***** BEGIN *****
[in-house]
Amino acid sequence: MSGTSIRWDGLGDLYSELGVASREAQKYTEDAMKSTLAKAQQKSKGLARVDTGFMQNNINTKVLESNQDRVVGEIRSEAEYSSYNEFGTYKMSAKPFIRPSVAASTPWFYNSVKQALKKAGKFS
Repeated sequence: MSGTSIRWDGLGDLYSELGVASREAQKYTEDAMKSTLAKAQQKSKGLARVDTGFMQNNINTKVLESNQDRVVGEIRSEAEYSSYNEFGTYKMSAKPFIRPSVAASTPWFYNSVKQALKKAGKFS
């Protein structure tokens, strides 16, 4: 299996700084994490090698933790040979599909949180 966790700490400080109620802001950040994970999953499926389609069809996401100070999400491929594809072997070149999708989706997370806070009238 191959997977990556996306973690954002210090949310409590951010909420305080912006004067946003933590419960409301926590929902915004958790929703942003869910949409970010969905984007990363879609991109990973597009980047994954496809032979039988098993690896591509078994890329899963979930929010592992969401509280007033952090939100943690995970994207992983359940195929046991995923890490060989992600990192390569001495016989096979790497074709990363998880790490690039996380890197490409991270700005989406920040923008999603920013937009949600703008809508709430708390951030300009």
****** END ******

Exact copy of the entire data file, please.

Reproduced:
[in-house]
Amino acid sequence: MSGTSIRWDGLGDLYSELGVASREAQKYTEDAMKSTLAKAQQKSKGLARVDTGFMQNNINTKVLESNQDRVVGEIRSEAEYSSYNEFGTYKMSAKPFIRPSVAASTPWFYNSVKQALKKAGKFS
Repeated sequence: MSGTSIRWDGLGDLYSELGVASREAQKYTEDAMKSTLAKAQQKSKGLARVDTGFMQNNINTKVLESNQDRVVGEIRSEAEYSSYNEFGTYKMSAKPFIRPSVAASTPWFYNSVKQALKKAGKFS
């Protein structure tokens, strides 16, 4: 299996700084994490090698933790040979599909949180 966790700490400080109620802001950040994970999953499926389609069809996401100070999400491929594809072997070149999708989706997370806070009238 191959997977990556996306973690954002210090949310409590951010909420305080912006004067946003933590419960409301926590929902915004958790929703942003869910949409970010969905984007990363879609991109990973597009980047994954496809032979039988098993690896591509078994890329899963979930929010592992969401509280007033952090939100943690995970994207992983359940195929046991995923890490060989992600990192390569001495016989096979790497074709990363998880790490690039996380890197490409991270700005989406920040923008999603920013937009949600703008809508709430708390951030300009």